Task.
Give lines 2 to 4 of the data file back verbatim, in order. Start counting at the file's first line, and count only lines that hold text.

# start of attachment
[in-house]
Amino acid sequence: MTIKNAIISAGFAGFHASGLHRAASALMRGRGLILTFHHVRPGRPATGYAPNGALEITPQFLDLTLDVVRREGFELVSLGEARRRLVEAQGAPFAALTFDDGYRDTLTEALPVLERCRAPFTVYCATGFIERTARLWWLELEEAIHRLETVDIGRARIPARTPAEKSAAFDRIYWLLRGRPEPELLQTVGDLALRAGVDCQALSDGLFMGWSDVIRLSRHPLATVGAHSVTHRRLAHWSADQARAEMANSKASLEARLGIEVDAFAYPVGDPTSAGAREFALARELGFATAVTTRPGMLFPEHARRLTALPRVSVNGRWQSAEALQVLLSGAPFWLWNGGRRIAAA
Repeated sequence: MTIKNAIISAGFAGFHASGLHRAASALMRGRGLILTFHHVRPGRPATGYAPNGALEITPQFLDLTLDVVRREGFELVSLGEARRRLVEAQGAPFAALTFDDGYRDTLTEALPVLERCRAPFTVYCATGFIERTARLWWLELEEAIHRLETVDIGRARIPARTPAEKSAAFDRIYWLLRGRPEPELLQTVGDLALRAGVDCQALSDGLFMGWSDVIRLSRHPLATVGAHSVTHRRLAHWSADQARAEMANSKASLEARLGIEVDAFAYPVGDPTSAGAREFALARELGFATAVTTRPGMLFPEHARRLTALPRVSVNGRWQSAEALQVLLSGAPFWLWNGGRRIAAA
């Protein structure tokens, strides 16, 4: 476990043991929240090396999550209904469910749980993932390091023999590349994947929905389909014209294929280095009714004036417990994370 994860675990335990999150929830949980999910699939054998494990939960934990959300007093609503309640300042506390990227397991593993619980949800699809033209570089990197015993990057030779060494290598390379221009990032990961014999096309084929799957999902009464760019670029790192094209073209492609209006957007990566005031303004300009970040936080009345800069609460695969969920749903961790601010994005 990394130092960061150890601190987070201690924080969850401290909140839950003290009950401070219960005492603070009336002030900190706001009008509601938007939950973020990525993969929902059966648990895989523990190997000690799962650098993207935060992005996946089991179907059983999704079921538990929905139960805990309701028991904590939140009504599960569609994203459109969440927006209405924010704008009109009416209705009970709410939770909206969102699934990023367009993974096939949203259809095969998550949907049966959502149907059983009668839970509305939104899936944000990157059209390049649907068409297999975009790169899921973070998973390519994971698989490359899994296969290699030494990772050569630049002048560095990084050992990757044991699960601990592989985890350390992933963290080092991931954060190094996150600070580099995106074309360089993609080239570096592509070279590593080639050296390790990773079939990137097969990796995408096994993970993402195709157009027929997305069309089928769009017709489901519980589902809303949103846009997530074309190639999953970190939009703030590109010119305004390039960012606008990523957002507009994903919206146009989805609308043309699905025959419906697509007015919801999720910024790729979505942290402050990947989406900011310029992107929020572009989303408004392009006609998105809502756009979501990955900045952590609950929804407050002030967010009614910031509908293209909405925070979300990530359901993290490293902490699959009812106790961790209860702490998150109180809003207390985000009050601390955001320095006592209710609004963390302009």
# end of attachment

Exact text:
Amino acid sequence: MTIKNAIISAGFAGFHASGLHRAASALMRGRGLILTFHHVRPGRPATGYAPNGALEITPQFLDLTLDVVRREGFELVSLGEARRRLVEAQGAPFAALTFDDGYRDTLTEALPVLERCRAPFTVYCATGFIERTARLWWLELEEAIHRLETVDIGRARIPARTPAEKSAAFDRIYWLLRGRPEPELLQTVGDLALRAGVDCQALSDGLFMGWSDVIRLSRHPLATVGAHSVTHRRLAHWSADQARAEMANSKASLEARLGIEVDAFAYPVGDPTSAGAREFALARELGFATAVTTRPGMLFPEHARRLTALPRVSVNGRWQSAEALQVLLSGAPFWLWNGGRRIAAA
Repeated sequence: MTIKNAIISAGFAGFHASGLHRAASALMRGRGLILTFHHVRPGRPATGYAPNGALEITPQFLDLTLDVVRREGFELVSLGEARRRLVEAQGAPFAALTFDDGYRDTLTEALPVLERCRAPFTVYCATGFIERTARLWWLELEEAIHRLETVDIGRARIPARTPAEKSAAFDRIYWLLRGRPEPELLQTVGDLALRAGVDCQALSDGLFMGWSDVIRLSRHPLATVGAHSVTHRRLAHWSADQARAEMANSKASLEARLGIEVDAFAYPVGDPTSAGAREFALARELGFATAVTTRPGMLFPEHARRLTALPRVSVNGRWQSAEALQVLLSGAPFWLWNGGRRIAAA
């Protein structure tokens, strides 16, 4: 476990043991929240090396999550209904469910749980993932390091023999590349994947929905389909014209294929280095009714004036417990994370 994860675990335990999150929830949980999910699939054998494990939960934990959300007093609503309640300042506390990227397991593993619980949800699809033209570089990197015993990057030779060494290598390379221009990032990961014999096309084929799957999902009464760019670029790192094209073209492609209006957007990566005031303004300009970040936080009345800069609460695969969920749903961790601010994005 990394130092960061150890601190987070201690924080969850401290909140839950003290009950401070219960005492603070009336002030900190706001009008509601938007939950973020990525993969929902059966648990895989523990190997000690799962650098993207935060992005996946089991179907059983999704079921538990929905139960805990309701028991904590939140009504599960569609994203459109969440927006209405924010704008009109009416209705009970709410939770909206969102699934990023367009993974096939949203259809095969998550949907049966959502149907059983009668839970509305939104899936944000990157059209390049649907068409297999975009790169899921973070998973390519994971698989490359899994296969290699030494990772050569630049002048560095990084050992990757044991699960601990592989985890350390992933963290080092991931954060190094996150600070580099995106074309360089993609080239570096592509070279590593080639050296390790990773079939990137097969990796995408096994993970993402195709157009027929997305069309089928769009017709489901519980589902809303949103846009997530074309190639999953970190939009703030590109010119305004390039960012606008990523957002507009994903919206146009989805609308043309699905025959419906697509007015919801999720910024790729979505942290402050990947989406900011310029992107929020572009989303408004392009006609998105809502756009979501990955900045952590609950929804407050002030967010009614910031509908293209909405925070979300990530359901993290490293902490699959009812106790961790209860702490998150109180809003207390985000009050601390955001320095006592209710609004963390302009």